Malltraeth is the next village along from Newborough to the north. The two villages are linked by a “cob” – a dike wall – with a footpath/cycle track along its top.
Malltreath cob – the pools on the left and the sea on the right and very faintly in the background, the mountains
The cob was completed in the early 19th Century, under the direction of Thomas Telford and John Rennie. At the same time, the Afon Cefni was straightened (and straitened) creating what looks like a canal, but is still tidal. This created nearly 1,600ha of grazing land on either side of the Cefni. Much of this land is now a nature reserve managed by the RSPB.
The Afon Cefni at high water
From the cob there are beautiful views in all directions. On the inland side, lie a series of pools, known as the Cob Pools, with the vast Malltraeth Marsh / Cors Ddyga beyond. To the seaward side are the Malltraeth Sands with Malltraeth Bay beyond. The whole area is a haven for wildlife, particularly birds.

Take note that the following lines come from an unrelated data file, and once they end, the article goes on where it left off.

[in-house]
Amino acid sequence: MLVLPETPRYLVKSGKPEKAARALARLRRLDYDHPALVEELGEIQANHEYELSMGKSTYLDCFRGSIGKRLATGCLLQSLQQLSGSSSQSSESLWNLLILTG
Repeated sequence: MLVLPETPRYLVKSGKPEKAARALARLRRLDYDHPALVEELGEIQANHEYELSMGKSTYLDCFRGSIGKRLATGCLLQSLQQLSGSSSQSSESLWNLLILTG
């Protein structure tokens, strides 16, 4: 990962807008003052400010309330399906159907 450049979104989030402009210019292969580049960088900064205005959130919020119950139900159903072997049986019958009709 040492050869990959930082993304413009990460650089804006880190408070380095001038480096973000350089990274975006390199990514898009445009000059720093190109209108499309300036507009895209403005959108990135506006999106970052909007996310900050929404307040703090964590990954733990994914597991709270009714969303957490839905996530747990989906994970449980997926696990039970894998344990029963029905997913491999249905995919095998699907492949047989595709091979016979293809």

One of the benches looking out over the Cob Pools, across the marshes to the mountains beyond
At the Malltraeth end of the cob, there are several benches and a small picnic area (and a chip shop in the village). There are also information boards explaining the history of the cob and the geology of the area, as well as a visual guide to help you identify the mountain peaks that form the horizon to the south.
Malltraeth parking area looking out towards the bay
At the Newborough end of the cob, there is another small car parking area, with picnic benches, known as the Malltraeth car park.
The path on the cob is completely flat. From one end to the other it is about a mile long.
Lots more information about the cob, Malltraeth and the history of the area can be found on the Malltraeth village website: www.malltraeth.com
One of the information boards at Malltraeth